Eulogy for David Daube
David and I met almost forty years ago in Berkeley, California. From the very first meetings I had the feeling of a strong personal affinity that transcended intellectualism. At the time I thought the links were metaphysical in nature because we always tended to agree on matters that were beyond rationality, or perhaps beyond the limits that are commonly perceived. What others thought of as self-evident or not even worthy to be discussed, to us was full of mystery. What others thought to be evidence of deep thought, to us appeared to be banal. Yet even the matters that appeared to us as trivial were worthy to be thought about, to find out what made them appear banal to us. In other words, we shared a common feeling reaching beyond common thought. Classifications rooted in psychology to us seemed to be meaningless, and archaic notions of calling somebody bad or evil seemed to us to be of deeper meaning. We had unending discussions on questions of intimacy, including the relations between men and women commonly called sexual, and their significance for insight. We talked about taboos and how they relate to knowledge.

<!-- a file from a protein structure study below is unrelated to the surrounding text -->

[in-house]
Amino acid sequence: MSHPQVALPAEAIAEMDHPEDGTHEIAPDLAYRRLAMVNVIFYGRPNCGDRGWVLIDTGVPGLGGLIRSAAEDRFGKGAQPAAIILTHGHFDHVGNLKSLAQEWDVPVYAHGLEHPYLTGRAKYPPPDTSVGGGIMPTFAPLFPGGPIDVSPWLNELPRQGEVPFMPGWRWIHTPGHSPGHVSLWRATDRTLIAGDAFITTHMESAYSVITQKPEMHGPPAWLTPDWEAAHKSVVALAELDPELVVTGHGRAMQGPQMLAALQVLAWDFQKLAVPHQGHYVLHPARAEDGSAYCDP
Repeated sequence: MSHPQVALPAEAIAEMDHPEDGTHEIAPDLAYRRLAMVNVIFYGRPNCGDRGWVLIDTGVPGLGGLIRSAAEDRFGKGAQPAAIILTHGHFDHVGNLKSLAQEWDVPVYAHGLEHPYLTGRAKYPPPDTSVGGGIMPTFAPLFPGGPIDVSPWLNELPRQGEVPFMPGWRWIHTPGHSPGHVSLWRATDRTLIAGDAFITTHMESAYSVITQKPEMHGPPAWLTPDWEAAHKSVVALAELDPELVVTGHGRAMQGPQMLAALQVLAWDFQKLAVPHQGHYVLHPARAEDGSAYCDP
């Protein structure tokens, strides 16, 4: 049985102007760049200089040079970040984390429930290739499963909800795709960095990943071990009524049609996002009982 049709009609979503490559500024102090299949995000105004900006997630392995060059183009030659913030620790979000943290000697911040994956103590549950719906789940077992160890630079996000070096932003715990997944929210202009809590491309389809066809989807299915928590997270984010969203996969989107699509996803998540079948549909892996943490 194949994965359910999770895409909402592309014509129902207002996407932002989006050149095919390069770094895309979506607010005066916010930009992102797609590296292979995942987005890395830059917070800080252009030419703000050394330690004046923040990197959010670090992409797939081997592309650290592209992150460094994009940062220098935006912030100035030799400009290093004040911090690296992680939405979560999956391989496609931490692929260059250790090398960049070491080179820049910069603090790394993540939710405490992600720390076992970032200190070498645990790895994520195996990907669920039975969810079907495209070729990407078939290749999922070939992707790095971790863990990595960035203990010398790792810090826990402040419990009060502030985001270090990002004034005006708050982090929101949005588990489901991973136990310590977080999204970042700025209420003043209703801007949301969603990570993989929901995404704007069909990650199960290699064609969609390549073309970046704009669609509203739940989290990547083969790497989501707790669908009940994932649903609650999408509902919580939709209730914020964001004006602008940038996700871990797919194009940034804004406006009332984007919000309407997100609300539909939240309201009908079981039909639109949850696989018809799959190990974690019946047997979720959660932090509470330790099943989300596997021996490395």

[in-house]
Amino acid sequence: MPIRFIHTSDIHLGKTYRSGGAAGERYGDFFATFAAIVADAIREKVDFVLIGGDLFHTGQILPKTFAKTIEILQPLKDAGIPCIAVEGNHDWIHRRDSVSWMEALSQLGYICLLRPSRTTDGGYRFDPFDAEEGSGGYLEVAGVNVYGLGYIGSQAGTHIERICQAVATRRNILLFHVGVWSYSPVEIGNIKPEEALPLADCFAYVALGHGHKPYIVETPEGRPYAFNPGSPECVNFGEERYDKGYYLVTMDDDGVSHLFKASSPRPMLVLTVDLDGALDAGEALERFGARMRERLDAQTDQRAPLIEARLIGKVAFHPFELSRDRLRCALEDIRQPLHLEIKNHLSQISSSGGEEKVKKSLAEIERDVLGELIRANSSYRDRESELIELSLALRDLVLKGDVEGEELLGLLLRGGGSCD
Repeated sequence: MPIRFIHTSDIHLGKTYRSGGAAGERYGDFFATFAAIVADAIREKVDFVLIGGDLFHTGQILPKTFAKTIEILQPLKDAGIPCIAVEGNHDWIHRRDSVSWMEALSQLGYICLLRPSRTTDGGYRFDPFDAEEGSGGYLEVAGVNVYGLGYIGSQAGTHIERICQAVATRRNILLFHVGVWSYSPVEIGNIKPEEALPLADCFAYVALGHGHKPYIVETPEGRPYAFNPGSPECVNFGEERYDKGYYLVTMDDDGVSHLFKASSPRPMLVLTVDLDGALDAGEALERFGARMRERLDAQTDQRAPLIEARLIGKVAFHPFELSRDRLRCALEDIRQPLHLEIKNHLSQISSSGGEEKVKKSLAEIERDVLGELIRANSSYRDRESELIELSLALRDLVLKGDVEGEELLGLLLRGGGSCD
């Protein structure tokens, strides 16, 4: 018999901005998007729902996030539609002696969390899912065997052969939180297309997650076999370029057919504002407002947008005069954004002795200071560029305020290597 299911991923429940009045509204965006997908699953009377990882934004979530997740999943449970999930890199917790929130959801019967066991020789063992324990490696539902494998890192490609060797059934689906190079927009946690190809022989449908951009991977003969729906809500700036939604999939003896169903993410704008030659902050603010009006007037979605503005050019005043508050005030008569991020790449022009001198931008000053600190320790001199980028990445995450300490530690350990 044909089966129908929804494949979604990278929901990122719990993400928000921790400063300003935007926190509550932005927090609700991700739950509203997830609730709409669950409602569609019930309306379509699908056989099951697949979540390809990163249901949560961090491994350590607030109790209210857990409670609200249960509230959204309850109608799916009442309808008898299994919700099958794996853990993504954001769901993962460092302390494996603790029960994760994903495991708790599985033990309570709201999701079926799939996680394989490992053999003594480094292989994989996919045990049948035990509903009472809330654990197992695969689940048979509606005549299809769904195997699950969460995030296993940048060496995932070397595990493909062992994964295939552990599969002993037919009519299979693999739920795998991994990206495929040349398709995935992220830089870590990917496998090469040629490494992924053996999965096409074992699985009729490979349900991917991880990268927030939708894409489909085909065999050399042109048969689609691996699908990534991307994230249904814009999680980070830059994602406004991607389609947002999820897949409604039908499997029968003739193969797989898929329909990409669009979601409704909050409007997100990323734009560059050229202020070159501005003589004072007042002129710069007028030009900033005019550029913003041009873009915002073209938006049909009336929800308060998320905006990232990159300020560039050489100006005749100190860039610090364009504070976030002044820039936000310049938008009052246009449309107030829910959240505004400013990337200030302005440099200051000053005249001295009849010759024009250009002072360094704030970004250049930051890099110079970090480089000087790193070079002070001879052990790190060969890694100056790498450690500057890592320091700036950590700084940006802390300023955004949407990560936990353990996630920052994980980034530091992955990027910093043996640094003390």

David never wondered why I, as an educated person from Germany, had come to the United States, leaving Germany behind at a time when it was no longer necessary to do so. He knew, without so many words, that it was a thirst for knowledge, although we both knew that truth was an unattainable goal and that the transition to the United States was equally distracting, as if I had stayed in Germany or gone to any other place. He never promised anything and he never disappointed me. I had no expectations other than to know him. For years we conversed in English, as if this were self-understood, but then we met in Constance and spoke in German to each other, as if we had always done so and were close relatives. There was another revelation that we had not quite been conscious of. He spoke the language I grew up with when I was a child, a Swabian dialect spoken in Freiburg where he was born. It was as if we had been nurtured by the same maid belonging to Alemanni stock. It was as if we were the remnants of an ancient tribe whose realm spanned from Freiburg to Lindau, where I was born, a nation gone for a millennium which included Alsace, Baden, Württemberg, the southwestern parts of Bavaria, parts of Austria and large chunks of what today is Switzerland. Much of this is more imaginary than real, but it was imagination and not reality that was the bond between us.
March 22, 1999 Walter O. Weyrauch